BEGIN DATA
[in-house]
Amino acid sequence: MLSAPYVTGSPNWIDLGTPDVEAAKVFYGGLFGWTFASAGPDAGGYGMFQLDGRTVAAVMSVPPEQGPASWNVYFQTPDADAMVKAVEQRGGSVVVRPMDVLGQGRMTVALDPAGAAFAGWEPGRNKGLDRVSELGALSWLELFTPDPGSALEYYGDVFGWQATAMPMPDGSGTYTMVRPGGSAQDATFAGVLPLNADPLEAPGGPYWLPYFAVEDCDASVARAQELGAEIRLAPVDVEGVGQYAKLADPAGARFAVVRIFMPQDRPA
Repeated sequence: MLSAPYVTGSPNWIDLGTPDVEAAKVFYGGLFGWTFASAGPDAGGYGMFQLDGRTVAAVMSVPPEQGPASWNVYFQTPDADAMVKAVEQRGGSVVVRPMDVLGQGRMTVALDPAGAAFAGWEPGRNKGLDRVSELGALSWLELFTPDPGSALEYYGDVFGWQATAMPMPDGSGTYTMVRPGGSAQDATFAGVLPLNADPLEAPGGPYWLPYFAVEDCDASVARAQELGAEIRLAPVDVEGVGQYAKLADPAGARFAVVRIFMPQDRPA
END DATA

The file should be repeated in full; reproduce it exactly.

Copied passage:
[in-house]
Amino acid sequence: MLSAPYVTGSPNWIDLGTPDVEAAKVFYGGLFGWTFASAGPDAGGYGMFQLDGRTVAAVMSVPPEQGPASWNVYFQTPDADAMVKAVEQRGGSVVVRPMDVLGQGRMTVALDPAGAAFAGWEPGRNKGLDRVSELGALSWLELFTPDPGSALEYYGDVFGWQATAMPMPDGSGTYTMVRPGGSAQDATFAGVLPLNADPLEAPGGPYWLPYFAVEDCDASVARAQELGAEIRLAPVDVEGVGQYAKLADPAGARFAVVRIFMPQDRPA
Repeated sequence: MLSAPYVTGSPNWIDLGTPDVEAAKVFYGGLFGWTFASAGPDAGGYGMFQLDGRTVAAVMSVPPEQGPASWNVYFQTPDADAMVKAVEQRGGSVVVRPMDVLGQGRMTVALDPAGAAFAGWEPGRNKGLDRVSELGALSWLELFTPDPGSALEYYGDVFGWQATAMPMPDGSGTYTMVRPGGSAQDATFAGVLPLNADPLEAPGGPYWLPYFAVEDCDASVARAQELGAEIRLAPVDVEGVGQYAKLADPAGARFAVVRIFMPQDRPA